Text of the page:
3D technologies such as Augmented Reality (AR), Virtual Reality (VR) and 3D printing provide doctors with more information than they can see with 3D images on 2D displays, making the tools valuable in surgical planning at the University of California San Francisco (UCSF). UCSF hosts one of the premier academic medical centers in the world providing high-ranking care across many specialties and supporting extensive medical research and innovation efforts.
In this blog we sit down with Dr. Jesse Courtier, Pediatric Radiologist, who specializes in utilizing Augmented Reality for research and patient care at UCSF.
What is the driver for using 3D technology (AR/VR, 3D Printing) at UCSF?
“At UCSF, we are a referral center for very complex surgeries across a number of subspecialties. As such, the degree of surgical case planning required is especially high. Medical imaging plays a critical role in this planning. We have found that 3D imaging provides surgeons with important additional conceptual information for planning of these complex cases that is beyond what is achievable with simple 3D reconstruction on 2D displays. Personally, as a Pediatric Radiologist, the ability to convey complex information from the CTs and MRIs in a way that is clear and understandable to my surgical colleagues is critical.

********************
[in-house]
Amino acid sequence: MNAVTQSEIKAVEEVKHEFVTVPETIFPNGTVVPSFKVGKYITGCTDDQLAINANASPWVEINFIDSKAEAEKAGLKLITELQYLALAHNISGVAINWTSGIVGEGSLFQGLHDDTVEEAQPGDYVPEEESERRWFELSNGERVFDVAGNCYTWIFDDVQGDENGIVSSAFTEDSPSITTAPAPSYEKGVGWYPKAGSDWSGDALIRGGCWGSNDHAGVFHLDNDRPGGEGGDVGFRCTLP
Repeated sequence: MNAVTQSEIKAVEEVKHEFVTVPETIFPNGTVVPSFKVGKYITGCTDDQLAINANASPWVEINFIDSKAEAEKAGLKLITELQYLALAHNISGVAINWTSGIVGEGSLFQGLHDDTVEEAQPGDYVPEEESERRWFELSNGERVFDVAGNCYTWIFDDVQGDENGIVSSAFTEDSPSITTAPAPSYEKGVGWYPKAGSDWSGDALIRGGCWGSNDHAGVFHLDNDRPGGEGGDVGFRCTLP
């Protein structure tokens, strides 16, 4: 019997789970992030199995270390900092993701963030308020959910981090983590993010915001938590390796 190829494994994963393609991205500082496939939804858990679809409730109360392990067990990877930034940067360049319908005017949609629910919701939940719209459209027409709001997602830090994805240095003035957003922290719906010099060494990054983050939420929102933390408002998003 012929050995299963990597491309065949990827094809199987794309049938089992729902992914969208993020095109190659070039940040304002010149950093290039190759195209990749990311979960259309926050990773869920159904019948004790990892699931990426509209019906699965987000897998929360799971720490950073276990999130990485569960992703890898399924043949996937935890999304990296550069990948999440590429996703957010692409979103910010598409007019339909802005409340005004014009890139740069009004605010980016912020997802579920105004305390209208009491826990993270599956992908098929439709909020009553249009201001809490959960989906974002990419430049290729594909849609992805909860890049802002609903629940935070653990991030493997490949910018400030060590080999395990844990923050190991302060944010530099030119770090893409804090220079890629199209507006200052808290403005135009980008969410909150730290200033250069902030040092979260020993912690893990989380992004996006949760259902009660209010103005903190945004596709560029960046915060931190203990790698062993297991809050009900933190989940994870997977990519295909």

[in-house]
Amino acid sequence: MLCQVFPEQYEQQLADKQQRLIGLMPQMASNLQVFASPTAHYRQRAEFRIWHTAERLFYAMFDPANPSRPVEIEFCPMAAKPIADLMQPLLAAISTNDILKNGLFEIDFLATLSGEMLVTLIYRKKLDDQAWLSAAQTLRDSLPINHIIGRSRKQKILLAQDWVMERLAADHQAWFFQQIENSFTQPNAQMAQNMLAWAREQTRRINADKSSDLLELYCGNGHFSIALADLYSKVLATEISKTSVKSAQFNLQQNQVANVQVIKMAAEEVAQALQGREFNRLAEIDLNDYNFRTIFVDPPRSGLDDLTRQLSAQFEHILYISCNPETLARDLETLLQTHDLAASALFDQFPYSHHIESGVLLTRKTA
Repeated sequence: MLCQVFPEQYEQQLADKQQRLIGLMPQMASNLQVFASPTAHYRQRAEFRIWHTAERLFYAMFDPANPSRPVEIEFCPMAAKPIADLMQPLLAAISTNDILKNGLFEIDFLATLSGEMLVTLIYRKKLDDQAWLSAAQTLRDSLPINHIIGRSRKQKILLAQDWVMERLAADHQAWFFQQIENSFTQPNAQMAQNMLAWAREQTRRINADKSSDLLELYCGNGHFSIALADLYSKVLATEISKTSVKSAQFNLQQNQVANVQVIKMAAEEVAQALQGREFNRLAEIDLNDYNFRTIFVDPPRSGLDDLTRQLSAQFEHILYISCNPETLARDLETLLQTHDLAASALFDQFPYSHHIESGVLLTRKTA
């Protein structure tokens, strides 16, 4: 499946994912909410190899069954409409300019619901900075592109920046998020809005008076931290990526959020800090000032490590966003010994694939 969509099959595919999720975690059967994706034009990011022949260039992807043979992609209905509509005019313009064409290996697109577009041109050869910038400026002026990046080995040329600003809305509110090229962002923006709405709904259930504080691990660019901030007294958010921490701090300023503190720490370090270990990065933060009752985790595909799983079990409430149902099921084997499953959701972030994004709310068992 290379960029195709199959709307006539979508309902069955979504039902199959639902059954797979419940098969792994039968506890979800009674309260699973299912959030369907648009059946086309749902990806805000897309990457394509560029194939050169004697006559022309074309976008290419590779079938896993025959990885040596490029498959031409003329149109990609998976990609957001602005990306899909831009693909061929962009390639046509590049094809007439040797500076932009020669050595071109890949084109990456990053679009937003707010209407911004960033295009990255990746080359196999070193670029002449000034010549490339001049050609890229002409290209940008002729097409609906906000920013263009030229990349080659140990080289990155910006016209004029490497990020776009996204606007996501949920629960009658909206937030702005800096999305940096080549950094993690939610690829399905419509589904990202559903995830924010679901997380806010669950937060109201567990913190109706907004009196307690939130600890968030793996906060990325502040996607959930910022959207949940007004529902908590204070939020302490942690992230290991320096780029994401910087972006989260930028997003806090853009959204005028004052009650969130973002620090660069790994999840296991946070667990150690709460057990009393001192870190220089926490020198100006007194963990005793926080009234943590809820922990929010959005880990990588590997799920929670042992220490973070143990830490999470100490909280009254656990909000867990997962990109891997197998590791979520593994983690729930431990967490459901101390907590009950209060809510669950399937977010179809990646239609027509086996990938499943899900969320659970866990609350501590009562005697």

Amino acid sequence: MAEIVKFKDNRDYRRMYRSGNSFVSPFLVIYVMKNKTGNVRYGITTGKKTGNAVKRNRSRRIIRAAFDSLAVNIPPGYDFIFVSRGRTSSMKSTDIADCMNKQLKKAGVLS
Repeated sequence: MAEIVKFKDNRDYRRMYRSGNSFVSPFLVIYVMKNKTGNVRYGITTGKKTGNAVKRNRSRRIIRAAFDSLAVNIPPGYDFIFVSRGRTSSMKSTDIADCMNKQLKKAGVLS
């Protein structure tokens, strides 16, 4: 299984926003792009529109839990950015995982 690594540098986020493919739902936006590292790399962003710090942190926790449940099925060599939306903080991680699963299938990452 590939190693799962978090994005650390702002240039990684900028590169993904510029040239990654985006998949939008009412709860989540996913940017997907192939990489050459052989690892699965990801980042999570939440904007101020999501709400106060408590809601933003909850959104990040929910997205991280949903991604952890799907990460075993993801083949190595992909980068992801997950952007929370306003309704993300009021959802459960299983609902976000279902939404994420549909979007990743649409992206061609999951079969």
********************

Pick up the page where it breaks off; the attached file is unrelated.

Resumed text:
“3D technologies such as 3D printing and AR (my area of focus), provide a powerful tool to help bridge the gap between the 2D world of radiology and the 3D real world of surgery. Further, from the surgical standpoint, finding methods to reduce the overall cognitive load encountered during these complex cases through sophisticated planning is an additional welcome benefit.”